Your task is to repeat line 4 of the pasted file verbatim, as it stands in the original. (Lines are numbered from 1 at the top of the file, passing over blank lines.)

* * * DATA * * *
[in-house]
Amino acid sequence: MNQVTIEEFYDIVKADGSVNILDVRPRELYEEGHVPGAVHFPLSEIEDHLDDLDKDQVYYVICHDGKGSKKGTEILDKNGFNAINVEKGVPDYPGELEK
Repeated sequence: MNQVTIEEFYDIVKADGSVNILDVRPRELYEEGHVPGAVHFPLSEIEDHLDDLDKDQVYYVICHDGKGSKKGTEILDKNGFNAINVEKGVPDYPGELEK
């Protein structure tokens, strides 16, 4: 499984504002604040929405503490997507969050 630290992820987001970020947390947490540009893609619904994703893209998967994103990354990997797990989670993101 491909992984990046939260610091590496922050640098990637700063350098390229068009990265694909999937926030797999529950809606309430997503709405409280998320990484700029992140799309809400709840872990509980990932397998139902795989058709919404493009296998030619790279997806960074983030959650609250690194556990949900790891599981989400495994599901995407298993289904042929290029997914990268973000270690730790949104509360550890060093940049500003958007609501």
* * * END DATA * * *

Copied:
């Protein structure tokens, strides 16, 4: 499984504002604040929405503490997507969050 630290992820987001970020947390947490540009893609619904994703893209998967994103990354990997797990989670993101 491909992984990046939260610091590496922050640098990637700063350098390229068009990265694909999937926030797999529950809606309430997503709405409280998320990484700029992140799309809400709840872990509980990932397998139902795989058709919404493009296998030619790279997806960074983030959650609250690194556990949900790891599981989400495994599901995407298993289904042929290029997914990268973000270690730790949104509360550890060093940049500003958007609501």